Tom, Dick and Harry
Were the names given to the three tunnels that were used in the mass escape by British and Commonwealth POWs from the German POW camp Stalag Luft III. The film of course is The Great Escape (released in 1963) which depicts a heavily fictionalised version of the escape, with numerous compromises made for its commercial appeal, for example, focusing more on the American involvement in the escape, but regardless, the film stands as one of the great entertainments in movie history that is beloved by so many.
At the film’s beginning, the Germans move the most troublesome Allied POWs to a new, maximum security camp supervised and run by the Luftwaffe. The prisoners establish an escape committee, the “X” Organisation, led by “Big X”, RAF Squadron Leader Roger Bartlett (played by Richard Attenborough) and based on the real-life mastermind of the escape, Roger Bushell. Bartlett proposes an audacious plan: to tunnel below the fence of the camp into the forest, to break out 250 men.
While the characters are fictitious, they were based on real men, in most cases being composites of several people; but the one thing the film does stick relatively close to the known facts is how the tunnels were planned and dug including how the escape was finally discovered by the Germans.
The Great Escape also saw a re-teaming of many who were involved in the classic 1960 western The Magnificent Seven – Director: John Sturges, Composer: Elmer Bernstein, Editor: Ferris Webster and Actors: Steve McQueen, Charles Bronson and James Coburn.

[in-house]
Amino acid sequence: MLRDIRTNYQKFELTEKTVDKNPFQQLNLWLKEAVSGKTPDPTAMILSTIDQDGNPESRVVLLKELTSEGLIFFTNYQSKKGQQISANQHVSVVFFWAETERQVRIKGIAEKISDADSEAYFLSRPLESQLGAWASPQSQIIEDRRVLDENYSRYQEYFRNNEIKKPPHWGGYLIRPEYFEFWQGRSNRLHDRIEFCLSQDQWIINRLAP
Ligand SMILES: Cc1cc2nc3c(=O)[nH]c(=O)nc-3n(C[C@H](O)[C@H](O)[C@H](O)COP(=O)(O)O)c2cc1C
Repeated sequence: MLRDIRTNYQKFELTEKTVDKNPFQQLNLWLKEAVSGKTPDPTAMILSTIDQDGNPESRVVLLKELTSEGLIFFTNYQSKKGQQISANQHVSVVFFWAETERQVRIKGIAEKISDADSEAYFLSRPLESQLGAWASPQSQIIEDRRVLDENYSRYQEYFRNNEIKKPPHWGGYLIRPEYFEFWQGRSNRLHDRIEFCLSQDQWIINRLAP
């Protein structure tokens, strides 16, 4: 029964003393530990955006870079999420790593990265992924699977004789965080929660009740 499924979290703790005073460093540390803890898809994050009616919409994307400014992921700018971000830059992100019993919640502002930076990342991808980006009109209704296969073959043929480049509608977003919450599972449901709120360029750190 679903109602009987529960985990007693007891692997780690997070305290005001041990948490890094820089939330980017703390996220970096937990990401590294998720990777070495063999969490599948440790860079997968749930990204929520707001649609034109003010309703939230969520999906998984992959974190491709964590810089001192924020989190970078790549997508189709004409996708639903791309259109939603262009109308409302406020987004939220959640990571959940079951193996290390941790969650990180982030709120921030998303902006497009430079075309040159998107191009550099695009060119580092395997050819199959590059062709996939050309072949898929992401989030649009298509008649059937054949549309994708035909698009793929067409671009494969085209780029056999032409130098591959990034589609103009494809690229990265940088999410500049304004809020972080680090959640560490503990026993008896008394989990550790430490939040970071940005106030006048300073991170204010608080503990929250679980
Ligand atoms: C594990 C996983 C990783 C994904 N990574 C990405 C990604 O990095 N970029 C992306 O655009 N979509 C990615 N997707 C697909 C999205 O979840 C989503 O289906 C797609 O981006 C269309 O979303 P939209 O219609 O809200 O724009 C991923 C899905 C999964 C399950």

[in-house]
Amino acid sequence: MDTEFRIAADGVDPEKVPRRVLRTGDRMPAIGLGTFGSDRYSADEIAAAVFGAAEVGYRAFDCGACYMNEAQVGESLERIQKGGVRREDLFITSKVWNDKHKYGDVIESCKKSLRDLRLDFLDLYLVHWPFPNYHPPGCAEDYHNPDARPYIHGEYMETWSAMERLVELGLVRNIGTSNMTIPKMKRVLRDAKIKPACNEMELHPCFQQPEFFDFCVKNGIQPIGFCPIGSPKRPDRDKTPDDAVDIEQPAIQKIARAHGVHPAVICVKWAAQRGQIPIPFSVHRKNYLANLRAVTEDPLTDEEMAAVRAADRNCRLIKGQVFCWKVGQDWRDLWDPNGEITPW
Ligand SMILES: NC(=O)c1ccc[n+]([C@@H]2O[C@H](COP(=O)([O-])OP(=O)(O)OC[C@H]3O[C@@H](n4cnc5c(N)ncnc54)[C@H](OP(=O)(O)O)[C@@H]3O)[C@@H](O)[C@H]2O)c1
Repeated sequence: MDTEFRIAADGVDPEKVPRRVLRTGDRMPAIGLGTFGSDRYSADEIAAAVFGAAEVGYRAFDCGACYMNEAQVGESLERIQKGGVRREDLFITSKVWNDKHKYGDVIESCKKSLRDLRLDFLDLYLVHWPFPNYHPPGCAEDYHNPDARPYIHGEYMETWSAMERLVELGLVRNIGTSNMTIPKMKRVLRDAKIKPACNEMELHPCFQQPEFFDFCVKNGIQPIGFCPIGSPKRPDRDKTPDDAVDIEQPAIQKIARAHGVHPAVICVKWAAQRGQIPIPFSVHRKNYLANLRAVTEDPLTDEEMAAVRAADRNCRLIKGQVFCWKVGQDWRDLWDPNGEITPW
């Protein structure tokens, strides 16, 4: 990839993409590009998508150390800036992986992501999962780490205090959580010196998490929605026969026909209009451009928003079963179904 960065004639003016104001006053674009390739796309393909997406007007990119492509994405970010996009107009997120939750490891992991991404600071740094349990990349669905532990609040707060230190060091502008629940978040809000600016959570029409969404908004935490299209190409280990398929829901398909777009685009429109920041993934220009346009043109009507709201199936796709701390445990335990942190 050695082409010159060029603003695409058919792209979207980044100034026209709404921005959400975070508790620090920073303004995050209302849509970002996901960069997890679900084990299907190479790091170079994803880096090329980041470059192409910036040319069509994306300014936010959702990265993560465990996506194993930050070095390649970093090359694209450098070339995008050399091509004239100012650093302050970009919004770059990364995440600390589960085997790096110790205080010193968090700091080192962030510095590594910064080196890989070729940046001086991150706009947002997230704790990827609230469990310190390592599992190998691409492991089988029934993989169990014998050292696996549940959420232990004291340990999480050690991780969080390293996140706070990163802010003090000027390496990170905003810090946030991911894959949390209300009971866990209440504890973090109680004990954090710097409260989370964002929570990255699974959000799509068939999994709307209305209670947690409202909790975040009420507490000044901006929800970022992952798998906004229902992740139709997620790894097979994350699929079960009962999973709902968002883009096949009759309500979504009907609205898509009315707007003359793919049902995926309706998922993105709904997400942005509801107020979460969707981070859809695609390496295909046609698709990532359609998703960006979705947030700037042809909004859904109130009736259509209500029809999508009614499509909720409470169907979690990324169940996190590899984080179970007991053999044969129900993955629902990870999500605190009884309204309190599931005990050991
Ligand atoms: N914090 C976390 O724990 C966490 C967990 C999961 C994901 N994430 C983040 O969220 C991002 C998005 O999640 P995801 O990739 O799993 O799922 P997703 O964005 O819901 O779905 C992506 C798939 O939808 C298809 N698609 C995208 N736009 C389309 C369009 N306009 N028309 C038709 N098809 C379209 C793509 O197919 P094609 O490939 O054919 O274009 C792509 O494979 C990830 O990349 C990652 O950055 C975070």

The large, international cast is superb, but the standout is Steve McQueen; it’s easy to see why this movie cemented his status as a major movie star. This film established McQueen’s box-office clout and superstar status.
Of the 76 men who originally escaped from the camp, 3 managed to finally make it back home. However, 50 were “shot” aka murdered by the Nazis on the direct orders of Adolf Hitler. The film depicts this as three truckloads of recaptured POWs splitting off in three directions. One truck containing a number of the prisoners are invited to stretch their legs in a field, whereupon they are all machine gunned in a single massacre, with the implication that the other two are also done in the same manner. In reality, most of the POWs were shot individually or in pairs. Therefore, although not accurate in terms of the specifics, the film’s depiction still captures the appalling nature of this horrendous war crime.
But as an intended mass entertainment, ending the film on such a downbeat manner would probably have been disastrous for its box-office success so the film-makers had the last scene with a re-captured Hilts (McQueen) returning to the POW camp and being placed in the cooler defiantly with his baseball glove and ball all to the sound of Elmer Bernstein’s magnificent music. It certainly never happened but really who cares, it’s simply a wonderful coda with its final “this picture is dedicated to the fifty” as a fitting tribute. For me it’s one of the most perfectly realised endings in film history.
The film’s enduring appeal lies in a number of factors – the bravery and defiance of a group of men placed together in incredibly trying circumstances; the viewer marvelling at the ingenuity and seemingly unbreakable spirit of the imprisoned soldiers; a cast to die for; a terrific music score that perfectly captures the mood of the film; and, finally, there is no sermonising, no soul probing: simply the film is great escapism.
I’ll always remember when I first saw this movie on re-release in the mid-1970s. It was at a suburban cinema in Auckland where the seating was benches, and an extremely large Maori sat in front of us and the whole family (all 4 of us) had to get up and move along to the right.
and the tease for next weeks post . . . Not a lot of people know that.